Aus Citrus - labour picking

Industry bodies from right across Australia’s horticultural sector have called on the Federal government to extend the visas of foreign workers in the midst of the coronavirus (Covid-19) outbreak.

Ausveg, the Australian Fresh Produce Alliance (AFPA) and Citrus Australia (CA) are among the bodies that have spoken out.

They all contend that foreign workers are vital to the supply of fresh fruit and vegetables to Australian consumers.

The key programmes the bodies want the Federal government to address are the Seasonal Workers Program, the Pacific Labour Scheme and the Working Holiday Makers Programme.

Tyson Cattle, national manager – public affairs of Ausveg, said growers need this workforce to ensure their produce will reach Australian consumers.

“Growers would love to employ a local workforce, but the reality is that our industry relies on international workers through the various visa programs – they are a vital source of labour for our industry,” Cattle said.

“The extension of Seasonal Worker Program and Working Holiday Maker visas is a much-needed short-term solution to what will become a larger problem as the ongoing Covid-19 pandemic continues to limit the number of foreign workers who can come to Australia.”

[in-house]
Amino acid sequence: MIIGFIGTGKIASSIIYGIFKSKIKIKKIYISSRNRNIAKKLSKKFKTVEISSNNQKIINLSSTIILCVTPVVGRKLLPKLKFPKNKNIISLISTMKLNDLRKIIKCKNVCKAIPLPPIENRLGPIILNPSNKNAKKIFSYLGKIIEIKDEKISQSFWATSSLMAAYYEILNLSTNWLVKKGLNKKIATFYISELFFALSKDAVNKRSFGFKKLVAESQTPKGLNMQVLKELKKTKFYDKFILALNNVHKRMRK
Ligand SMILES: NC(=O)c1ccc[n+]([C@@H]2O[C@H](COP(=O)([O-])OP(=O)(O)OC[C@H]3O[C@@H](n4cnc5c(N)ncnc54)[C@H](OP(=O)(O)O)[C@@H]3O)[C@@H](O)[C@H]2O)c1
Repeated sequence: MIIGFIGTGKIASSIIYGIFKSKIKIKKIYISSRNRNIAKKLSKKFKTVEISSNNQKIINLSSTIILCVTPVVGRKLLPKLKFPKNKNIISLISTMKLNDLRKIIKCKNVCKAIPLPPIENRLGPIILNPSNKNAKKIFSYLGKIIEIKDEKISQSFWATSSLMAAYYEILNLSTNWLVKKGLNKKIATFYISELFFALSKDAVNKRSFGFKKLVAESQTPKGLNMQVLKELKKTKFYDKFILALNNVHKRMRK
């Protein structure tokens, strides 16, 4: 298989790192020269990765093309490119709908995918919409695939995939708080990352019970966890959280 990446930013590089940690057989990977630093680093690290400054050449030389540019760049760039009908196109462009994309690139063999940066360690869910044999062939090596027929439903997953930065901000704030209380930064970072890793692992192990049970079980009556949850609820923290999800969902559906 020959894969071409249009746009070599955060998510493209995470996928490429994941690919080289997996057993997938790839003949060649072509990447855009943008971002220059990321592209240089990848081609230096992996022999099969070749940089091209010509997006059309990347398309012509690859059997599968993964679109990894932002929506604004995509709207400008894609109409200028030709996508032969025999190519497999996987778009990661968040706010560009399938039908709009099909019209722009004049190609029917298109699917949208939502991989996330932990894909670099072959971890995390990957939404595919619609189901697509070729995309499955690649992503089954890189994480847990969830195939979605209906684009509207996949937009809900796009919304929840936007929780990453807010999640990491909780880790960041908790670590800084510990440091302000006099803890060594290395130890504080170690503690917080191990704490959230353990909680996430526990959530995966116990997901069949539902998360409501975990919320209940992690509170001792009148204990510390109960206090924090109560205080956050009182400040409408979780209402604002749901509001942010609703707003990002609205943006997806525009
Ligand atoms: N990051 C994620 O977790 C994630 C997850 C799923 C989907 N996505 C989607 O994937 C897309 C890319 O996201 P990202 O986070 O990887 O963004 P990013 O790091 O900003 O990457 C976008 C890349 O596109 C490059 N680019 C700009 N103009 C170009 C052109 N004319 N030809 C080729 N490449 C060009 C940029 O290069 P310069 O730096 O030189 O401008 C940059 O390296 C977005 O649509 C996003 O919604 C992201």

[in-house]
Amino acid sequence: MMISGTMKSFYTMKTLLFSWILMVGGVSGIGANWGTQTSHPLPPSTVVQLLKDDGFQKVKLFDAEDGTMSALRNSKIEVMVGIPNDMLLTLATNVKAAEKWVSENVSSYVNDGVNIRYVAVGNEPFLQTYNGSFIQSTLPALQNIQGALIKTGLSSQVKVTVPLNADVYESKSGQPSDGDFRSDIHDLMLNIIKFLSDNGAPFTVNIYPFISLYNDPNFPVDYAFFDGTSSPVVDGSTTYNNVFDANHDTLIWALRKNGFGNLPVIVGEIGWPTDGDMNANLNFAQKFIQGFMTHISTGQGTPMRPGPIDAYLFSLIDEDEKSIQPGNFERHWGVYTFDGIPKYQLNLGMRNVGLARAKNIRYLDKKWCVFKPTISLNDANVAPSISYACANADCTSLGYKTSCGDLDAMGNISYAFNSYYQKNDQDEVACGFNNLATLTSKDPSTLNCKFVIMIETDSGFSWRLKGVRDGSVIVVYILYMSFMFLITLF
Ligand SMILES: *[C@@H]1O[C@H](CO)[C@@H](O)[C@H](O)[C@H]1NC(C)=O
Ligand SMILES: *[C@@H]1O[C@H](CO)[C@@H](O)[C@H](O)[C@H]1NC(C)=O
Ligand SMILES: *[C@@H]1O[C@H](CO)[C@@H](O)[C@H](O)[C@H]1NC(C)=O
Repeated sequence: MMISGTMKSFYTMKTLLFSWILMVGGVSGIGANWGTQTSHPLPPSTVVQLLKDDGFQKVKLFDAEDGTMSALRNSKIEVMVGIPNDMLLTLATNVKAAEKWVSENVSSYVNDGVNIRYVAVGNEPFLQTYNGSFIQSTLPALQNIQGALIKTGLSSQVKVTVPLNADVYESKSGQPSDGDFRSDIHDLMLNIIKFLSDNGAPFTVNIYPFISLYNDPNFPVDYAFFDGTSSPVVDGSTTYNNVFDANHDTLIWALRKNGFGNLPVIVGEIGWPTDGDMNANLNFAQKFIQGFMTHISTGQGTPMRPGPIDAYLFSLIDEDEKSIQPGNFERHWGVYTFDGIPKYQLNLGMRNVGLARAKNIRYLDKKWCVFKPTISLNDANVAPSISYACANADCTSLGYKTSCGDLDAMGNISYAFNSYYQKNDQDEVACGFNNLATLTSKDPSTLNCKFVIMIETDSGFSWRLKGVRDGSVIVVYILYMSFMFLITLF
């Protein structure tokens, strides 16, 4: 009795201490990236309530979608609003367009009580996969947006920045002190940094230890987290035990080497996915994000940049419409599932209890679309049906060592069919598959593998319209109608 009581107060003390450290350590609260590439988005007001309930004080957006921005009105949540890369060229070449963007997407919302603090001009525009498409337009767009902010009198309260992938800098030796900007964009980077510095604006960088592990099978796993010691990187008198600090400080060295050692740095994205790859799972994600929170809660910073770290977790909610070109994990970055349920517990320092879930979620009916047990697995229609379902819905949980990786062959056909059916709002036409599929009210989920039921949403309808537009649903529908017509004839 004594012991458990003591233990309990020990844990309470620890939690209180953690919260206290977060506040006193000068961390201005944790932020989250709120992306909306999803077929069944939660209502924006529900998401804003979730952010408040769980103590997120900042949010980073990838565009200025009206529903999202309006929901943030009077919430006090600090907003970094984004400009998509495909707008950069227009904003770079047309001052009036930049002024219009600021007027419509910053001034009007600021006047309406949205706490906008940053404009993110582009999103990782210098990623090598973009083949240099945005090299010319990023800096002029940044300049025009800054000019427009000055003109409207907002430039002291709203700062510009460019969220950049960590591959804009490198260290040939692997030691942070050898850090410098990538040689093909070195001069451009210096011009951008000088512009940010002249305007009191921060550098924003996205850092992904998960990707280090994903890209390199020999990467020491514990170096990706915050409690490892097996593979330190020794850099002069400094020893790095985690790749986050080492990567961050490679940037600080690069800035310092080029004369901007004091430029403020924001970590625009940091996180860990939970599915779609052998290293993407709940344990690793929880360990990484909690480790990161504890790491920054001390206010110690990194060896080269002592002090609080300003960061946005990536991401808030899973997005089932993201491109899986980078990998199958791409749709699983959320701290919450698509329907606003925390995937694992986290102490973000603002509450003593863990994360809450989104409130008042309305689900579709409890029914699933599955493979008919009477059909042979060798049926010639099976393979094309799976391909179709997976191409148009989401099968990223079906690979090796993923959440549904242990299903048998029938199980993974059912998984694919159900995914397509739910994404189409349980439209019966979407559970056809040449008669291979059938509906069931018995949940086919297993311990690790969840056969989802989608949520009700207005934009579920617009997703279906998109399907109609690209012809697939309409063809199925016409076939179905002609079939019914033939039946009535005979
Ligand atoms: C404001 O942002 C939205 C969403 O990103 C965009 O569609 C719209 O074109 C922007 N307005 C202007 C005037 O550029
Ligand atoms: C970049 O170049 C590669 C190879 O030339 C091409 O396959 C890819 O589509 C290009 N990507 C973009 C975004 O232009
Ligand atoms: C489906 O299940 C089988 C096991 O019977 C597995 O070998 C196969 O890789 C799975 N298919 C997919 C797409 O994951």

Michael Rogers, chief executive of AFPA, concurred, urging the Australian government to act quickly.

“If we do not secure these extensions workers will need to return to their home countries and there will not be the required workers to harvest a large number of fruit and vegetable crops meaning Australians will not have access to healthy and nutritious fresh produce at this unprecedented time,” said Rogers.

Nathan Hancock, chief executive of Citrus Australia, told ABC’s Victorian Country Hour up to 750,000 tonnes of citrus will need to be picked between April and October.

“They’re going to have to extend these visas anyway so let's get on with it and keep in mind what they can do while they're here and give them the opportunity to work in rural and regional Australia where they are needed,” said Hancock.

In addition to foreign workers, all of the bodies said any local workers who had affected by the outbreak were more than welcome in the horticulture industry.

“Industry also welcomes local workers who are willing and able to work on farms and who may be interested in working in horticulture due to the current economic situation,” said Cattle.